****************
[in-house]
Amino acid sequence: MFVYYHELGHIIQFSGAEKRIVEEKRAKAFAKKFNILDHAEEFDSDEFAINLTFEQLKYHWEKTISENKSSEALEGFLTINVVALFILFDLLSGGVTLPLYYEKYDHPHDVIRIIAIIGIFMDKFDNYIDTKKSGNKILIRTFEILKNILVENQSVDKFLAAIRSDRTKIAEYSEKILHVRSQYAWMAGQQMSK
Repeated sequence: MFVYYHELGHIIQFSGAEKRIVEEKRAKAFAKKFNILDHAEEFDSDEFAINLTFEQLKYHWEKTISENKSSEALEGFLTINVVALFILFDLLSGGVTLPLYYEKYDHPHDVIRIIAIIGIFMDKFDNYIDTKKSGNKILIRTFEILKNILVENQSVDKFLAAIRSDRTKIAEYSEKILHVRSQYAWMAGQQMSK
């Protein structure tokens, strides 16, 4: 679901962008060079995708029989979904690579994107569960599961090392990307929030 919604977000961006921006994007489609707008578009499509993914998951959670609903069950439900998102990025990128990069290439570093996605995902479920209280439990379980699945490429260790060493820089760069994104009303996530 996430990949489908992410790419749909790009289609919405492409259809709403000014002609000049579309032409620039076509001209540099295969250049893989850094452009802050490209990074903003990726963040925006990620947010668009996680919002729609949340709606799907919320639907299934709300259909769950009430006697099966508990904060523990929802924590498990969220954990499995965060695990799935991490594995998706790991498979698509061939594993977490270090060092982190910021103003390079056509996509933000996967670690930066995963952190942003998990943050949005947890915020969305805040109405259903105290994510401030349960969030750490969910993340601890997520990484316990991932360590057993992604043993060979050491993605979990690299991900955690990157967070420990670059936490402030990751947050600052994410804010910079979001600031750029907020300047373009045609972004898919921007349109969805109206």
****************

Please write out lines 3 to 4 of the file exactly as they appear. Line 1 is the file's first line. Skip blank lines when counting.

Repeated sequence: MFVYYHELGHIIQFSGAEKRIVEEKRAKAFAKKFNILDHAEEFDSDEFAINLTFEQLKYHWEKTISENKSSEALEGFLTINVVALFILFDLLSGGVTLPLYYEKYDHPHDVIRIIAIIGIFMDKFDNYIDTKKSGNKILIRTFEILKNILVENQSVDKFLAAIRSDRTKIAEYSEKILHVRSQYAWMAGQQMSK
């Protein structure tokens, strides 16, 4: 679901962008060079995708029989979904690579994107569960599961090392990307929030 919604977000961006921006994007489609707008578009499509993914998951959670609903069950439900998102990025990128990069290439570093996605995902479920209280439990379980699945490429260790060493820089760069994104009303996530 996430990949489908992410790419749909790009289609919405492409259809709403000014002609000049579309032409620039076509001209540099295969250049893989850094452009802050490209990074903003990726963040925006990620947010668009996680919002729609949340709606799907919320639907299934709300259909769950009430006697099966508990904060523990929802924590498990969220954990499995965060695990799935991490594995998706790991498979698509061939594993977490270090060092982190910021103003390079056509996509933000996967670690930066995963952190942003998990943050949005947890915020969305805040109405259903105290994510401030349960969030750490969910993340601890997520990484316990991932360590057993992604043993060979050491993605979990690299991900955690990157967070420990670059936490402030990751947050600052994410804010910079979001600031750029907020300047373009045609972004898919921007349109969805109206």